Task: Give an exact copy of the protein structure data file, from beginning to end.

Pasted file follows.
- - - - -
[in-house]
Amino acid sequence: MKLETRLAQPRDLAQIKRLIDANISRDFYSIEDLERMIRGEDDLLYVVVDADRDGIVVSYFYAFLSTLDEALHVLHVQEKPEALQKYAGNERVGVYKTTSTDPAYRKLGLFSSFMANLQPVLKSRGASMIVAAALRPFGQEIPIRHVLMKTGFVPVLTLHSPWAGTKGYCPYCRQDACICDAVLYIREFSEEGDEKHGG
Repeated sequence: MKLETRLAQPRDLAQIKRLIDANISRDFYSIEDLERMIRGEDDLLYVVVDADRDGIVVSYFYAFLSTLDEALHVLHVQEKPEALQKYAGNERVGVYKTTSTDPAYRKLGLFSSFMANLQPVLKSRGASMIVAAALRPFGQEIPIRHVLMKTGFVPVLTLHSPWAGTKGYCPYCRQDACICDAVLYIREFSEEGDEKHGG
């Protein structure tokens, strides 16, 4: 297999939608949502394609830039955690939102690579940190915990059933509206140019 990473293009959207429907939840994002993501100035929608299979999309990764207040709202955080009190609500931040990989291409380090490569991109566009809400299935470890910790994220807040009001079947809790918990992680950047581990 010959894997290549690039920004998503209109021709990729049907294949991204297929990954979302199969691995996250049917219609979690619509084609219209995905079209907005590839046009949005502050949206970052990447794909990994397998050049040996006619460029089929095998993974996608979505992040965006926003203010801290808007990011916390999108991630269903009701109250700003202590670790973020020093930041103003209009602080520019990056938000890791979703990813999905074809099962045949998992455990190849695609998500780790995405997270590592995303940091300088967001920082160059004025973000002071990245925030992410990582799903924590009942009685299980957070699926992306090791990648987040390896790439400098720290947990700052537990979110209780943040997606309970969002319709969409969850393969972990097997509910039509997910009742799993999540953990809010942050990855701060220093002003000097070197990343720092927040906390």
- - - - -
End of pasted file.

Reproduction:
[in-house]
Amino acid sequence: MKLETRLAQPRDLAQIKRLIDANISRDFYSIEDLERMIRGEDDLLYVVVDADRDGIVVSYFYAFLSTLDEALHVLHVQEKPEALQKYAGNERVGVYKTTSTDPAYRKLGLFSSFMANLQPVLKSRGASMIVAAALRPFGQEIPIRHVLMKTGFVPVLTLHSPWAGTKGYCPYCRQDACICDAVLYIREFSEEGDEKHGG
Repeated sequence: MKLETRLAQPRDLAQIKRLIDANISRDFYSIEDLERMIRGEDDLLYVVVDADRDGIVVSYFYAFLSTLDEALHVLHVQEKPEALQKYAGNERVGVYKTTSTDPAYRKLGLFSSFMANLQPVLKSRGASMIVAAALRPFGQEIPIRHVLMKTGFVPVLTLHSPWAGTKGYCPYCRQDACICDAVLYIREFSEEGDEKHGG
């Protein structure tokens, strides 16, 4: 297999939608949502394609830039955690939102690579940190915990059933509206140019 990473293009959207429907939840994002993501100035929608299979999309990764207040709202955080009190609500931040990989291409380090490569991109566009809400299935470890910790994220807040009001079947809790918990992680950047581990 010959894997290549690039920004998503209109021709990729049907294949991204297929990954979302199969691995996250049917219609979690619509084609219209995905079209907005590839046009949005502050949206970052990447794909990994397998050049040996006619460029089929095998993974996608979505992040965006926003203010801290808007990011916390999108991630269903009701109250700003202590670790973020020093930041103003209009602080520019990056938000890791979703990813999905074809099962045949998992455990190849695609998500780790995405997270590592995303940091300088967001920082160059004025973000002071990245925030992410990582799903924590009942009685299980957070699926992306090791990648987040390896790439400098720290947990700052537990979110209780943040997606309970969002319709969409969850393969972990097997509910039509997910009742799993999540953990809010942050990855701060220093002003000097070197990343720092927040906390």